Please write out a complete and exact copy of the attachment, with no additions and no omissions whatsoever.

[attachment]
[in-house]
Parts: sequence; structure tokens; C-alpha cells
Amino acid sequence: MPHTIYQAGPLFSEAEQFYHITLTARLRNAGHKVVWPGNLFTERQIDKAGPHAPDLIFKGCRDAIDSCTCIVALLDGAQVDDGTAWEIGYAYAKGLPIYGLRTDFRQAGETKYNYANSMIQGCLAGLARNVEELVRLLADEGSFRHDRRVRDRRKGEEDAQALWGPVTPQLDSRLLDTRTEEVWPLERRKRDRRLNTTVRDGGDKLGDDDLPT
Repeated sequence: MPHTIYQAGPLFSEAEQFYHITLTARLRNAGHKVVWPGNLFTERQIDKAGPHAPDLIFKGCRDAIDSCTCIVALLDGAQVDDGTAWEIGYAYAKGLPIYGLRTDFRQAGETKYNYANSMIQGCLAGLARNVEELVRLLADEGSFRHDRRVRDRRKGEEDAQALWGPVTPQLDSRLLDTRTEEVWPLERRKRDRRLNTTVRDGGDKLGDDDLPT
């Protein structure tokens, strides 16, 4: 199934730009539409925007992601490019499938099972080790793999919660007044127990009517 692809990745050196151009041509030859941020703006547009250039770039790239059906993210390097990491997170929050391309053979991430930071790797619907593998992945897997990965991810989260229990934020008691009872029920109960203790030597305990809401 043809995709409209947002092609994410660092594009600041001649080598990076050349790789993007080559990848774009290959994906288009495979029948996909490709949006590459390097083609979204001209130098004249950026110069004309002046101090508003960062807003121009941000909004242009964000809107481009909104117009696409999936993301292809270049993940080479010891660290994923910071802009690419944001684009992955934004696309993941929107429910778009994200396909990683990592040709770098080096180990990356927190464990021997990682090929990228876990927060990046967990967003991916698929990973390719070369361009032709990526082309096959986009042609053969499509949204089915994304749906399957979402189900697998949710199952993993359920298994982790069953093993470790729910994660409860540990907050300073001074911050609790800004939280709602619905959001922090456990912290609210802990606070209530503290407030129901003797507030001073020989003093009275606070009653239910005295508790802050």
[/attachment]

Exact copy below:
[in-house]
Parts: sequence; structure tokens; C-alpha cells
Amino acid sequence: MPHTIYQAGPLFSEAEQFYHITLTARLRNAGHKVVWPGNLFTERQIDKAGPHAPDLIFKGCRDAIDSCTCIVALLDGAQVDDGTAWEIGYAYAKGLPIYGLRTDFRQAGETKYNYANSMIQGCLAGLARNVEELVRLLADEGSFRHDRRVRDRRKGEEDAQALWGPVTPQLDSRLLDTRTEEVWPLERRKRDRRLNTTVRDGGDKLGDDDLPT
Repeated sequence: MPHTIYQAGPLFSEAEQFYHITLTARLRNAGHKVVWPGNLFTERQIDKAGPHAPDLIFKGCRDAIDSCTCIVALLDGAQVDDGTAWEIGYAYAKGLPIYGLRTDFRQAGETKYNYANSMIQGCLAGLARNVEELVRLLADEGSFRHDRRVRDRRKGEEDAQALWGPVTPQLDSRLLDTRTEEVWPLERRKRDRRLNTTVRDGGDKLGDDDLPT
């Protein structure tokens, strides 16, 4: 199934730009539409925007992601490019499938099972080790793999919660007044127990009517 692809990745050196151009041509030859941020703006547009250039770039790239059906993210390097990491997170929050391309053979991430930071790797619907593998992945897997990965991810989260229990934020008691009872029920109960203790030597305990809401 043809995709409209947002092609994410660092594009600041001649080598990076050349790789993007080559990848774009290959994906288009495979029948996909490709949006590459390097083609979204001209130098004249950026110069004309002046101090508003960062807003121009941000909004242009964000809107481009909104117009696409999936993301292809270049993940080479010891660290994923910071802009690419944001684009992955934004696309993941929107429910778009994200396909990683990592040709770098080096180990990356927190464990021997990682090929990228876990927060990046967990967003991916698929990973390719070369361009032709990526082309096959986009042609053969499509949204089915994304749906399957979402189900697998949710199952993993359920298994982790069953093993470790729910994660409860540990907050300073001074911050609790800004939280709602619905959001922090456990912290609210802990606070209530503290407030129901003797507030001073020989003093009275606070009653239910005295508790802050």